The run up to Dornoch, and thereafter to the ferry, is by now routine. I had some doubts about whether we would be able to access the usual spot in our stupidly large van but the access proved to be wider than I remembered it to be and we manage to snug in. Hank is honestly a little large for the car park at the beach but with careful parking it is just about doable.
Nell's joy at being in Glenmore was nothing compared to her sheer ecstasy at being back at Dornoch. I think this must be her most favourite place after home.
It was Ceridwen's first time, as well as Hank's.
We had two other vans for overnight company.
Thursday, 7th April and home on Friday
The run up to the ferry was uneventful. We filled up with both petrol and LPG at Skeach Services, realising only later (when we learned that the vehicle is actually taller than we were told when we bought it) that we must have had only centimetres clearance between the AC unit and the canopy.
Hank made light work of Berriedale Braes. It was a breeze compared to the times we have done it in Brunhilde... or the Land Rover.
We were impressed.
It was a good run and we were at Sibster Forest, just outside Thurso, by lunchtime. Nell had a lovely walk and we had a good lunch and rested until it was time to go for the evening ferry.
Hank does not fit in the lines at the ferry queue and so we were directed to park up with the lorries at the quayside.
It was a good crossing and once we were back on Orkney we made our way to Brodgar for the night. We had the place to ourselves.
The lines at the North Isles ferry are also too narrow for Hank and so we had to park him out of the way again when we went for the morning ferry home to Sanday.
It was quite a tight fit on the boat.
Backing Hank in through the gate and up the track proved to be nowhere near as difficult as either of us had anticipated. He went through at the second time of asking. Here he is, installed at home.
After our tight squeeze and our failure to reach Rhyd, we were back to debating whether or not to keep Hank. The weight of opinion was for returning to retrieve Brunhilde but that would mean that our final week would involve a lot of very long days. We continued to discuss what to do throughout the day and well into the evening.
I was very jumpy about routes and did some checking. Just as well that I did - there was an arch in the walls at Conwy that we could not pass through without removing our mirrors. We took a detour! I was glad that we were prepared and did not suffer another surprise like yesterday's.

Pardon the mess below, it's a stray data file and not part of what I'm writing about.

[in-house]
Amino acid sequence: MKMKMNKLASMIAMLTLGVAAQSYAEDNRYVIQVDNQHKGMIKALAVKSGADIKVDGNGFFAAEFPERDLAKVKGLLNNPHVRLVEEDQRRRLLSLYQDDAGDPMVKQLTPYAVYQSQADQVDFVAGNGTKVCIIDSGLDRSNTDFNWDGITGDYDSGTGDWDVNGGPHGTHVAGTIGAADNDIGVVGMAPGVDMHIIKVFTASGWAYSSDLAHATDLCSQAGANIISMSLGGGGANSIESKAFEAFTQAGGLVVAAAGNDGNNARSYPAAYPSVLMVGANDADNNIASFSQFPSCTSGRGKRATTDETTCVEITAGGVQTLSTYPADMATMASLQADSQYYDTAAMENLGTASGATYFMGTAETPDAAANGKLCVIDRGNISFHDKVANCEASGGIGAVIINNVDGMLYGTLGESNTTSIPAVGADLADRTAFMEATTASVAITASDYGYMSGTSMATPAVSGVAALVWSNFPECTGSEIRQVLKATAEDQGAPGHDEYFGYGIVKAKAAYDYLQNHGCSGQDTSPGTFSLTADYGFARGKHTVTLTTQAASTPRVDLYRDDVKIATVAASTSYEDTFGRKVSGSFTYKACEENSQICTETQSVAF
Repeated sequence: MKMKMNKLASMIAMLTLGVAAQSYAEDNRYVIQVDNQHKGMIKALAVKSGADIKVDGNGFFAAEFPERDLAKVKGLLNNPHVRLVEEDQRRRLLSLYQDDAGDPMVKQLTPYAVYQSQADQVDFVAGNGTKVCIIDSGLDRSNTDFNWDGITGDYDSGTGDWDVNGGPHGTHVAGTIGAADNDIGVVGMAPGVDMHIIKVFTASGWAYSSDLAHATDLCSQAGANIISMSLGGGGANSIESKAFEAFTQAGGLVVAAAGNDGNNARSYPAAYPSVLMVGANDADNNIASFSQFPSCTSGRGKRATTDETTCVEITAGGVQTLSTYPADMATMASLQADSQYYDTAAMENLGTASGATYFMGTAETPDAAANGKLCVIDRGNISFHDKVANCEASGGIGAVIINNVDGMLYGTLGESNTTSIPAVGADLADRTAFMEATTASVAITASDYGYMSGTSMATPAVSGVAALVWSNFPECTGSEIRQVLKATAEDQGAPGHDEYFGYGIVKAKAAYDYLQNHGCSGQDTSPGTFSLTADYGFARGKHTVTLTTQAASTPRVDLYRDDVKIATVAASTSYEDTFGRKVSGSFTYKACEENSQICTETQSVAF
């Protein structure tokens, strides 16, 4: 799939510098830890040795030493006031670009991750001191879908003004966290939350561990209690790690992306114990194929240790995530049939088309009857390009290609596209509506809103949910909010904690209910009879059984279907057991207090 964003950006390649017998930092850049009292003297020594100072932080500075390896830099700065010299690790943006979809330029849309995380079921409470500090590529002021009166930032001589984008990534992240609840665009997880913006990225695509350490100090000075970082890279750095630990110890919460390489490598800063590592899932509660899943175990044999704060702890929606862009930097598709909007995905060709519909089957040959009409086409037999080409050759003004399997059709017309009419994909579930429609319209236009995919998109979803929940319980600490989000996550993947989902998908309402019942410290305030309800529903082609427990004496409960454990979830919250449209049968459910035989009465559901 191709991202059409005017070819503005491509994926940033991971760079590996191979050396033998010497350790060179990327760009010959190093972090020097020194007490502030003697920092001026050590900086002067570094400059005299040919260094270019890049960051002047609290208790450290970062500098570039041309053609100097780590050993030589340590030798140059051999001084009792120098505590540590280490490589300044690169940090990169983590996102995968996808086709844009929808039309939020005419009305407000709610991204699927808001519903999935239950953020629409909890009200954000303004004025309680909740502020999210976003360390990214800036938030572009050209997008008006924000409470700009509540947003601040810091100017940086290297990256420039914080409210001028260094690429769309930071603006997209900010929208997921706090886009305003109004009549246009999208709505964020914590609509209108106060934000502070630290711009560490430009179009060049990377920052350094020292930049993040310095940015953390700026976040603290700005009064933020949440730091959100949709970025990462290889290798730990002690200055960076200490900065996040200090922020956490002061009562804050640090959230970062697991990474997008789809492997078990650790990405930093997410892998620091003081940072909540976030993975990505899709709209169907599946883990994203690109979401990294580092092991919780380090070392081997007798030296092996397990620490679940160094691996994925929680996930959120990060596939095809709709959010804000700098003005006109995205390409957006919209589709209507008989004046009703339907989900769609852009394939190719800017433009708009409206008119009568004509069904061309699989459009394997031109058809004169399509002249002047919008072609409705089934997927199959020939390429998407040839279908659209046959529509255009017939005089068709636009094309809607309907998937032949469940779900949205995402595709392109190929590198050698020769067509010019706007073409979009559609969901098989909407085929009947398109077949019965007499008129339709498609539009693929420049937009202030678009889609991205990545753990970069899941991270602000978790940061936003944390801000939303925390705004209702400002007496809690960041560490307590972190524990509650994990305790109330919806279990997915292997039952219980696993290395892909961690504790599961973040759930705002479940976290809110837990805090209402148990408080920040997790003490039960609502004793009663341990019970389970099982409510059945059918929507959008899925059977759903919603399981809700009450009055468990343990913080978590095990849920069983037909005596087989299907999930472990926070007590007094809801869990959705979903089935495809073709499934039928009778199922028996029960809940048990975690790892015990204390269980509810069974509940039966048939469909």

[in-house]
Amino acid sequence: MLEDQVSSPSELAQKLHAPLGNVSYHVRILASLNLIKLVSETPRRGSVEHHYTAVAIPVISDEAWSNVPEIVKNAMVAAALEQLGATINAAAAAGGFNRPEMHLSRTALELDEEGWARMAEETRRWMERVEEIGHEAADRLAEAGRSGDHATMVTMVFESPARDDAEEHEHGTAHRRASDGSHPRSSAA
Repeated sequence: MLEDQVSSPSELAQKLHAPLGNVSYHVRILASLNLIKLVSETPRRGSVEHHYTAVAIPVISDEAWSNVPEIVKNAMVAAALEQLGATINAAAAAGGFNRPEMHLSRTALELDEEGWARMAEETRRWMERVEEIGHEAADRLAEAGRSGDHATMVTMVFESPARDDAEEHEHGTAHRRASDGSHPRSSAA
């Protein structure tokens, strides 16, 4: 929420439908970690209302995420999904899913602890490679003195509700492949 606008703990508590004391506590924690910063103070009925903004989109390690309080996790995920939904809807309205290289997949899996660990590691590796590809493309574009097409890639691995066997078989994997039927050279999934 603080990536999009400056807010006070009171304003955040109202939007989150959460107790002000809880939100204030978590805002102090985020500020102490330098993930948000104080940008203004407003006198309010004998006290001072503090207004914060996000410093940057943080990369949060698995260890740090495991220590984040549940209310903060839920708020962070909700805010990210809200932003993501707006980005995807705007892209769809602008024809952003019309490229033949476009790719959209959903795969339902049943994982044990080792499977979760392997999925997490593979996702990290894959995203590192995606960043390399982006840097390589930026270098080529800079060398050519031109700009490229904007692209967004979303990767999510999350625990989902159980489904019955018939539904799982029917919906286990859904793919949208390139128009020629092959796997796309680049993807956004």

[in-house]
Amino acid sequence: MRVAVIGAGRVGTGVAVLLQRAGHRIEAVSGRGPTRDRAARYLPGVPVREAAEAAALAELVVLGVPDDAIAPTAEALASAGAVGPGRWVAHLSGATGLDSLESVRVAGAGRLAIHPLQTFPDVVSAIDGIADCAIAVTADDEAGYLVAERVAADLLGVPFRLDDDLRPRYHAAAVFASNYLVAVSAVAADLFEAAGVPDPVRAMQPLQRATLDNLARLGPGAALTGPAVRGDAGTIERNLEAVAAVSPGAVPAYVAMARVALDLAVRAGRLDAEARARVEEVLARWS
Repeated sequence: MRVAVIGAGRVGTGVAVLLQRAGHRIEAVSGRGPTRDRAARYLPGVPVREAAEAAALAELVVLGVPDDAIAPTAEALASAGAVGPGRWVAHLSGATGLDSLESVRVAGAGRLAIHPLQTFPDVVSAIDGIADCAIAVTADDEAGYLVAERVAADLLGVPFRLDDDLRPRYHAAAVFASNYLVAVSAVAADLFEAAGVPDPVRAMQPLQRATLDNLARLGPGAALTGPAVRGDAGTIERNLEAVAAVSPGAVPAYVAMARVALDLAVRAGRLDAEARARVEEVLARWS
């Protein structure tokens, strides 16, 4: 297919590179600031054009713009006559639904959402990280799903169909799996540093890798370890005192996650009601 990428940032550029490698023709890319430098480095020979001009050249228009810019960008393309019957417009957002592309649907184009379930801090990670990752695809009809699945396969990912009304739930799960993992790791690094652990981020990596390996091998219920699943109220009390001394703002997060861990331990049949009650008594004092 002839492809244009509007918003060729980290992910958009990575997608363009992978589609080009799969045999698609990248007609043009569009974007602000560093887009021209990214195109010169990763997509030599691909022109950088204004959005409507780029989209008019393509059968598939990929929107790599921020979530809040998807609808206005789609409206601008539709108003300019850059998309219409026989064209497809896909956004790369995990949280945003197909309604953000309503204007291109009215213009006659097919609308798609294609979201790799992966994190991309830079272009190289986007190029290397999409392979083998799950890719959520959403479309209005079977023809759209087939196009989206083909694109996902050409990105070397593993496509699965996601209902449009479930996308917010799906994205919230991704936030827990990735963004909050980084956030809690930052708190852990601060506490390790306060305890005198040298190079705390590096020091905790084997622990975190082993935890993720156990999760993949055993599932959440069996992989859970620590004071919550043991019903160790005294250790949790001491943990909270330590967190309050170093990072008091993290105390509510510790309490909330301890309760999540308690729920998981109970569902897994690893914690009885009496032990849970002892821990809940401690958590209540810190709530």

It was a beautiful sunny day and really quite warm. We stopped at Caernarfon to stock up the larder.
We parked easily in the "Buses only" car park behind Tesco. There was plenty of room and we happily stumped up the £3 bus parking fee.
We treated Nell to a good long walk on the footpath beside the Menai Strait.
Then took our detour to a destination that we were very excited about. A Britstop outside Conwy, the Groes Inn is an historic pub with a good reputation for food. It was time for us to scrub up and to have a really good meal.
It was to be the highlight of our trip.
We parked by the Petanque square and considered digging out our Boules later in the evening.
We popped in to the bar say that we had arrived, to book a table for dinner and had a swift afternoon pint whilst we were about it. I liked the Inn. It was rather posh (for us) but not at all stuffy or fussy and the young hospitality team were very friendly and helpful.
We could not waste the glorious weather and asked about footpaths for dog walking. There were none! We had to walk along narrow lanes with high hedges and no verge. Not ideal.
After showering and getting changed, I checked out the Inn's Facebook page in the hope of finding a menu. What I found was a post made that very day, saying that they had vacancies for kitchen staff. Perhaps I should have paused to think on that.
Dinner was to put it politely, a disappointment. Mr Snail's starter of black pudding, bacon and poached egg was excellent indeed, freshly made, beautifully presented and quite delicious. I did not fare quite so well with my grilled aubergine and feta salad. We had picked the same main course, slow-cooked Belly Pork, and as soon as it came to the table I could tell at a glance that the meal was not hot - it was dull, congealed and giving off no steam. I was correct; it was not at all hot and I had to return mine to the kitchen, where it was nuked and re-plated rather less attractively. Tasty enough but the skin was entirely wet and gelatinous, making the whole dish somewhat revolting.
Not to go into too much detail, the service was patchy. The arrival of the wine was very late and the veg were brought to the table some time after the meat plate.
Dessert was massively disappointing, all the more so because we had lashed out on a bottle of our favourite dessert wine, Elysium. Both of our chosen desserts were very tired-looking, as though they had been plated up on Sunday and left out uncovered. Executed initially well enough, they would have been good if fresh, but they tasted as dull as they looked.